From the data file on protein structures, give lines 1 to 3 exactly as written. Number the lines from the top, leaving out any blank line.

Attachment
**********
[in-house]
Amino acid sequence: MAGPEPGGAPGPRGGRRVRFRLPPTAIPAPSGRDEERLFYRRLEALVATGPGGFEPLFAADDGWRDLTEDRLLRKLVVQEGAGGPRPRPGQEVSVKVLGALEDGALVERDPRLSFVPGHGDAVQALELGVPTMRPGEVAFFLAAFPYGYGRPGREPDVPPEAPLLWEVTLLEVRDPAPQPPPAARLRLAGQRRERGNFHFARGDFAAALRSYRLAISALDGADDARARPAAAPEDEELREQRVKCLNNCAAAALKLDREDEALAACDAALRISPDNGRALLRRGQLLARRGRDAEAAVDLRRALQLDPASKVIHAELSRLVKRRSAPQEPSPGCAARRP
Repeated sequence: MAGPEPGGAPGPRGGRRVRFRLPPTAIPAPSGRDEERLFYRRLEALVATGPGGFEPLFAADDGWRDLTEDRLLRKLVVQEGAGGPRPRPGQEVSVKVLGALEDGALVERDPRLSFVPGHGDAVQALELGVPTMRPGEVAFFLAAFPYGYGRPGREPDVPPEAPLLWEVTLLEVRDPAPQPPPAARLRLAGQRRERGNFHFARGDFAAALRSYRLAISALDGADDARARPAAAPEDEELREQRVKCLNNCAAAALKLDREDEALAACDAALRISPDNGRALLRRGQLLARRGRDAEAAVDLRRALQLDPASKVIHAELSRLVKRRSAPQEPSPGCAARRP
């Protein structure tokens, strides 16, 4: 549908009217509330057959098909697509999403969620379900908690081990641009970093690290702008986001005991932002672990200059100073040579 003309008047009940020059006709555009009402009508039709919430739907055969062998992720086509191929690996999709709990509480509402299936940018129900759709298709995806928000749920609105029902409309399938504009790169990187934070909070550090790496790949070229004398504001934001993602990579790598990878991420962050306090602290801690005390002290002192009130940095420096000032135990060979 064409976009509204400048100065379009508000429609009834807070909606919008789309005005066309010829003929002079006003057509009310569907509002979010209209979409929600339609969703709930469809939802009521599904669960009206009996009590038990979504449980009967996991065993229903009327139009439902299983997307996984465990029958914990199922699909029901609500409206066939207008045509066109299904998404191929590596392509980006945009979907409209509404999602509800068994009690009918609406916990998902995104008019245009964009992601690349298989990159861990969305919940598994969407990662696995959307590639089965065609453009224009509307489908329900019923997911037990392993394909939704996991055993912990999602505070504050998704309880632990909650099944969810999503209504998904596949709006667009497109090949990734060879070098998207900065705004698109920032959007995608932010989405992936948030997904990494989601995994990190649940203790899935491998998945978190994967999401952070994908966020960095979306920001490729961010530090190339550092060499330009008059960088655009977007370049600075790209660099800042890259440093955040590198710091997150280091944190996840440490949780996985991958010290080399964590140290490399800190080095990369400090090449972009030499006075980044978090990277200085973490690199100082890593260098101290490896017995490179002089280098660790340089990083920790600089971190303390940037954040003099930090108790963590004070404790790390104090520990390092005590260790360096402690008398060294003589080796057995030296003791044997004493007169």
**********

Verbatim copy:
[in-house]
Amino acid sequence: MAGPEPGGAPGPRGGRRVRFRLPPTAIPAPSGRDEERLFYRRLEALVATGPGGFEPLFAADDGWRDLTEDRLLRKLVVQEGAGGPRPRPGQEVSVKVLGALEDGALVERDPRLSFVPGHGDAVQALELGVPTMRPGEVAFFLAAFPYGYGRPGREPDVPPEAPLLWEVTLLEVRDPAPQPPPAARLRLAGQRRERGNFHFARGDFAAALRSYRLAISALDGADDARARPAAAPEDEELREQRVKCLNNCAAAALKLDREDEALAACDAALRISPDNGRALLRRGQLLARRGRDAEAAVDLRRALQLDPASKVIHAELSRLVKRRSAPQEPSPGCAARRP
Repeated sequence: MAGPEPGGAPGPRGGRRVRFRLPPTAIPAPSGRDEERLFYRRLEALVATGPGGFEPLFAADDGWRDLTEDRLLRKLVVQEGAGGPRPRPGQEVSVKVLGALEDGALVERDPRLSFVPGHGDAVQALELGVPTMRPGEVAFFLAAFPYGYGRPGREPDVPPEAPLLWEVTLLEVRDPAPQPPPAARLRLAGQRRERGNFHFARGDFAAALRSYRLAISALDGADDARARPAAAPEDEELREQRVKCLNNCAAAALKLDREDEALAACDAALRISPDNGRALLRRGQLLARRGRDAEAAVDLRRALQLDPASKVIHAELSRLVKRRSAPQEPSPGCAARRP